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November 24, 2015

JAMIE KIRCHICK: Jeremy Corbyn And the Derangement Of The British Left: Revisiting the 1982 novel that foretold Jeremy Corbyn’s rise—and revealed the conspiratorial worldview at the heart of contemporary Leftist politics.

Corbyn is the most radical politician ever to be elected leader of a mainstream British political party and today stands as perhaps the most radical leader of a social democratic party in the Western world. An unreconstructed socialist, he is the sort of figure whom former Prime Minister Tony Blair was supposed to have consigned to irrelevance with his “New Labour” modernization project, which began with eliminating the clause from the party constitution mandating the struggle for “common ownership of the means of production, distribution, and exchange.” Nary a colleague at Westminster—on whose backbenches Corbyn had noisily sat for his entire 32 year career as an MP, not once serving in a Labour government or Shadow Cabinet—could have expected that this bearded sexagenarian would ever obtain a leadership position, never mind become party leader himself. It wasn’t just Corbyn’s extreme left-wing views that made such a scenario implausible. A loner whose hobbies consist of making his own jam and taking pictures of manhole covers, Corbyn isn’t the clubbable bloke who gathers political chits. He’s a variation on another British type, the eccentric of the vegetarian teetotaler variety. . . .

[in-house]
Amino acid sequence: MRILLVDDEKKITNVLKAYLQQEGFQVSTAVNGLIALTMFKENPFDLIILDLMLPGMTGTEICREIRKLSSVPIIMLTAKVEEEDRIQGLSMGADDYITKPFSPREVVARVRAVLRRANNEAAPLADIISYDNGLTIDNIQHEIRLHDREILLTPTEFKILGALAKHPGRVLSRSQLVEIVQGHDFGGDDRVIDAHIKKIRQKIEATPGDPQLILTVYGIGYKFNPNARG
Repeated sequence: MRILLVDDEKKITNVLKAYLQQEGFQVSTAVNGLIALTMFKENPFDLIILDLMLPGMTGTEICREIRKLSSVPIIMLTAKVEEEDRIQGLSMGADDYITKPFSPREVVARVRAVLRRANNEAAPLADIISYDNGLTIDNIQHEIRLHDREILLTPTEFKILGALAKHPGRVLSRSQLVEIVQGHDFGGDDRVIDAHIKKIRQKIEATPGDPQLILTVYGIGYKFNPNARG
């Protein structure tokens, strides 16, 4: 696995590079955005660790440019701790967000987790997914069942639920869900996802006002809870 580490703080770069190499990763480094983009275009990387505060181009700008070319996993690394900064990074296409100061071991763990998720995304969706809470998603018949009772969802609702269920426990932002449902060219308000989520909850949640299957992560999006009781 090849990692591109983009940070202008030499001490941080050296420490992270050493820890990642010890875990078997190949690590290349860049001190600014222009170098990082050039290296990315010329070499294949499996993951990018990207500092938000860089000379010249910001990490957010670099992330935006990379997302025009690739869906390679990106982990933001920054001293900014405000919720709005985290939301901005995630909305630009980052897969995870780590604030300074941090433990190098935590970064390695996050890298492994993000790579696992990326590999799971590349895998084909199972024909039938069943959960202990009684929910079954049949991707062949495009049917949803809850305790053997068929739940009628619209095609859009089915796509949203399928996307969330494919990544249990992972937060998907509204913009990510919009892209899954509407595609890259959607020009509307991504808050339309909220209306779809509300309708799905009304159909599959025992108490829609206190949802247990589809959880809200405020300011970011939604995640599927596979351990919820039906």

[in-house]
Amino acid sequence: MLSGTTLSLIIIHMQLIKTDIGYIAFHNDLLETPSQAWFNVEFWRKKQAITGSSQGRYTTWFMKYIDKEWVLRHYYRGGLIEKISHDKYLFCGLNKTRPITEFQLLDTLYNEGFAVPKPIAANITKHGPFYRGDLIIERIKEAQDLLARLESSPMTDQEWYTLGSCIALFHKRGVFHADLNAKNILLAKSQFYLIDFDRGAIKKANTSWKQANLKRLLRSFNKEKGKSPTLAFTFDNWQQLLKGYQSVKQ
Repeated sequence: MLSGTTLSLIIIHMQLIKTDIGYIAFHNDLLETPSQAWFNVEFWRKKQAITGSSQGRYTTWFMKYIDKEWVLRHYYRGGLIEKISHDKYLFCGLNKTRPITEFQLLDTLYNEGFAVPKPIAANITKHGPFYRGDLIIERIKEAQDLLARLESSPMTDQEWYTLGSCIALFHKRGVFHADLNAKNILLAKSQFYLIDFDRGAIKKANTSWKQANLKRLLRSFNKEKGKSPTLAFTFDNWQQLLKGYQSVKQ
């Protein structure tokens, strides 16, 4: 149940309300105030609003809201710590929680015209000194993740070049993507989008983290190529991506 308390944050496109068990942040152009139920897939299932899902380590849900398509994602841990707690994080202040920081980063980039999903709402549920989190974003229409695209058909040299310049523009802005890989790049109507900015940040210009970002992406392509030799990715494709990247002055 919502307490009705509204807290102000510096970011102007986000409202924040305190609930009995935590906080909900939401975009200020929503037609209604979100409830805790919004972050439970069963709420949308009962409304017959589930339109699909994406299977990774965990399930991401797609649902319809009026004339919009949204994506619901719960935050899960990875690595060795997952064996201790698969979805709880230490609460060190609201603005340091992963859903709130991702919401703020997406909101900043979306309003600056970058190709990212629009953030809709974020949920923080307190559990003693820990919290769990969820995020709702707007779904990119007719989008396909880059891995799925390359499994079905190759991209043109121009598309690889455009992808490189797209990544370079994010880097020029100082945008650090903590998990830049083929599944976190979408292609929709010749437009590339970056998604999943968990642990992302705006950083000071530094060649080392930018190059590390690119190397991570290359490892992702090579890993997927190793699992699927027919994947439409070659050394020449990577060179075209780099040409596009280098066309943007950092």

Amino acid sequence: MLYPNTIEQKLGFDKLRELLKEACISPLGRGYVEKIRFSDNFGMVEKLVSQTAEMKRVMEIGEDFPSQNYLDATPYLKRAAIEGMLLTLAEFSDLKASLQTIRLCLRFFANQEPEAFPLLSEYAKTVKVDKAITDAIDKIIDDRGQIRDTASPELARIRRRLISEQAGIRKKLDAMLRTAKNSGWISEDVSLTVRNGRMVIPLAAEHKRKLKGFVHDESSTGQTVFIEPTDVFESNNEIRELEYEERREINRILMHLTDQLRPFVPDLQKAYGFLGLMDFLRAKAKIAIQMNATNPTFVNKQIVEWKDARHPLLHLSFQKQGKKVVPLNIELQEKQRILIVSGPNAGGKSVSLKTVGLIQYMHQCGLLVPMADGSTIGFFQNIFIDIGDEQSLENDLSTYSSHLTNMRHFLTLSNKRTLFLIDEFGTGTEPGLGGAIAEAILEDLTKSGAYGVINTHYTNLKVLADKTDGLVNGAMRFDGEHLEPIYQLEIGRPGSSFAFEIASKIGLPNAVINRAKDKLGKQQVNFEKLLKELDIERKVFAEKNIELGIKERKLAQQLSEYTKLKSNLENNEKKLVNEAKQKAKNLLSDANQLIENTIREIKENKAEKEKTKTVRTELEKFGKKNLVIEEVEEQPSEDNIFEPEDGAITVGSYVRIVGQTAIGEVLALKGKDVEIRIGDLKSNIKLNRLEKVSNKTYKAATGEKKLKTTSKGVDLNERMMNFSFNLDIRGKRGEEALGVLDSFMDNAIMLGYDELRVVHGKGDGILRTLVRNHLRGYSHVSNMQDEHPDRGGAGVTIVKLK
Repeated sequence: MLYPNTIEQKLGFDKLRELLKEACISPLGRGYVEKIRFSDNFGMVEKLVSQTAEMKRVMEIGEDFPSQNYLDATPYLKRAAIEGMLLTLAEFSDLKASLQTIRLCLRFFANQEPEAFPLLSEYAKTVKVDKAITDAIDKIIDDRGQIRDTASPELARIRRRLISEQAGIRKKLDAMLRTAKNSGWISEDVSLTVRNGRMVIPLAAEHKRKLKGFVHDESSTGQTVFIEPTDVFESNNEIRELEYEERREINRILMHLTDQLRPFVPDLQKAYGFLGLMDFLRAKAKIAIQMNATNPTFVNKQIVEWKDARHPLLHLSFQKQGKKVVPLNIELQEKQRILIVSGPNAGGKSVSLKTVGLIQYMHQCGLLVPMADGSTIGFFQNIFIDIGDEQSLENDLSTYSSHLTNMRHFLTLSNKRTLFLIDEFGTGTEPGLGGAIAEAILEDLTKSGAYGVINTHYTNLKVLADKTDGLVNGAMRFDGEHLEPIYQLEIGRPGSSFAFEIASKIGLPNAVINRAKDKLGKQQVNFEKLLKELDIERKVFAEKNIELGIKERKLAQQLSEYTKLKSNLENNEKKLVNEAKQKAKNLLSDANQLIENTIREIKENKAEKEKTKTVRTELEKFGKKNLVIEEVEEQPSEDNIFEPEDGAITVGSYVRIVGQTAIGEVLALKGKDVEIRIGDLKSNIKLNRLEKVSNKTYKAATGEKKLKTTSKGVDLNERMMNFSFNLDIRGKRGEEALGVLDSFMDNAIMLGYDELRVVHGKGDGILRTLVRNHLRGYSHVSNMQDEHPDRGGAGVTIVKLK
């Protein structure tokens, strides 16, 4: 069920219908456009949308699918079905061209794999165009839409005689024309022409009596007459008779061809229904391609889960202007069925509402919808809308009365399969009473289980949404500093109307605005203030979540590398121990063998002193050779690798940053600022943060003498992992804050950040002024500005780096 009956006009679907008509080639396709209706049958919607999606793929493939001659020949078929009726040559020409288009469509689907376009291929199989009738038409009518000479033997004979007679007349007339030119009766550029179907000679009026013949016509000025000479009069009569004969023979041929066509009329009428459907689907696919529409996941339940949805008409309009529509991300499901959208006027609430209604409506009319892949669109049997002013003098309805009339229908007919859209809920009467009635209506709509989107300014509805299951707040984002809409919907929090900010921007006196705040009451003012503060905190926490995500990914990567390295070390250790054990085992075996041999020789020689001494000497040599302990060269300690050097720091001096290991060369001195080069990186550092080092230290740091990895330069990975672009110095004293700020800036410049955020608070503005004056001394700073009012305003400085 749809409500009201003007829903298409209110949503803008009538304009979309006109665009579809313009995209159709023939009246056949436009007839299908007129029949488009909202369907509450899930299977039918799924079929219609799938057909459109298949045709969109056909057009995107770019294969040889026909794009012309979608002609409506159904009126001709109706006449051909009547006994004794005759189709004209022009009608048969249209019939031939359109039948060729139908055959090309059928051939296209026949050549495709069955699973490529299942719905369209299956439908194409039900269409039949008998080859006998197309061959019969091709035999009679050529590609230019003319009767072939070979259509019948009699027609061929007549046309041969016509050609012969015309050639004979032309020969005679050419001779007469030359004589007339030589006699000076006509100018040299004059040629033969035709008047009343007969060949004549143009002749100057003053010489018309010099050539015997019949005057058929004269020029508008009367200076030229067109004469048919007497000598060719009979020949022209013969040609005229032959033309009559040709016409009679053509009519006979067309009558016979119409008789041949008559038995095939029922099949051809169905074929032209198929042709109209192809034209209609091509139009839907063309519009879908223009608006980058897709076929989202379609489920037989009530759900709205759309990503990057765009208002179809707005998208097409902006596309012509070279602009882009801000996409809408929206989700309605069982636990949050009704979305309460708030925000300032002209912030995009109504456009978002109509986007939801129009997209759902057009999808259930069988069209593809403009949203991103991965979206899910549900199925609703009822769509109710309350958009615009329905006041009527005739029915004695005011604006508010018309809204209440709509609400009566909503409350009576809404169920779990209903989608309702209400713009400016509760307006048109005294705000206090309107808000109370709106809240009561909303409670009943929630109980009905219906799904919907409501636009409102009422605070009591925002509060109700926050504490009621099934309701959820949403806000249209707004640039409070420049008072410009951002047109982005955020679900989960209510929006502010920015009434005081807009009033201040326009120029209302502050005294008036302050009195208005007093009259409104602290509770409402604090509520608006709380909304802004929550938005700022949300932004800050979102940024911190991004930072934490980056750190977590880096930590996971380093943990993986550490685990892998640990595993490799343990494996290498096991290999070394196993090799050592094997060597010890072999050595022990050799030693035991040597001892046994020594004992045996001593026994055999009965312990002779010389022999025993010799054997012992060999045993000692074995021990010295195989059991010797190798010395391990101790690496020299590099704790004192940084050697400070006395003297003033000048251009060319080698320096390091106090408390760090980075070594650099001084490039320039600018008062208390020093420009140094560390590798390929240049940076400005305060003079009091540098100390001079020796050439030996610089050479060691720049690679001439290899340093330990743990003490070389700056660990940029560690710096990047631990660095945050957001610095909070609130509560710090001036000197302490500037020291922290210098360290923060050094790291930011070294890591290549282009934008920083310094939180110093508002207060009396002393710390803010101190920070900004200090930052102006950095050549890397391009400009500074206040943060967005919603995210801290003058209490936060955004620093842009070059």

This conviction that “bourgeois democracy” is a mere façade for the ruling capitalist class to exploit the masses has its origins, of course, in the theories of Karl Marx. German philosopher Herbert Marcuse later devised the term “repressive tolerance” to characterize Western democracy as a massive confidence trick: Its vaunted “tolerance” for classical liberal rights like freedom of speech, voting, and the rule of law is actually “repressive” as it “impedes possible improvement of the human condition” by blinding people to the inherently unfair and oppressive system under which they live. What Marcuse proposed, by contrast, was “liberating tolerance”, a deviously oxymoronic concept meaning “intolerance against movements from the Right and toleration of movements from the Left.”

Such philosophical legitimization for totalitarianism, in its pettier form, has inspired the poisonous climate of political correctness on American college campuses, where staged outrage has become a key tool of what used to be called revolutionary intolerance. As a political agenda, however, it justifies trampling on countless millions in the realization of teleological “progress.” Marcuse arrogated to “small, powerless minorities”—a.k.a. the Leninist vanguard—a right to use force in achieving their ends, bringing about the demise of Western liberal democratic societies in the process. For “if they use violence, they do not start a new chain of violence but try to break an established one”, the “established” “chain of violence” being Western societies themselves. In this addled dispensation, the way in which the basic components of “bourgeois democracy”—private enterprise, independent media, the criminal justice system, etc.—keep power in the hands of the ruling class is “structural violence”, a form of coercion whose pervasiveness is matched only by its subtlety. Once a term rarely heard outside university sociology departments, “structural violence” has come into vogue again as a bogeyman of the anti-policing movement now sweeping the United States. . . . Jeremy Corbyn has spent his entire political career marinating in this same extremist political milieu, where notions like freedom of speech and the rule of law are considered superficial trappings propping up an unjust system.

I remember explaining “Critical Legal Studies” to a sitting judge back in the 1980s. “Crap,” he said, “I thought that shit died with Marcuse.” If only.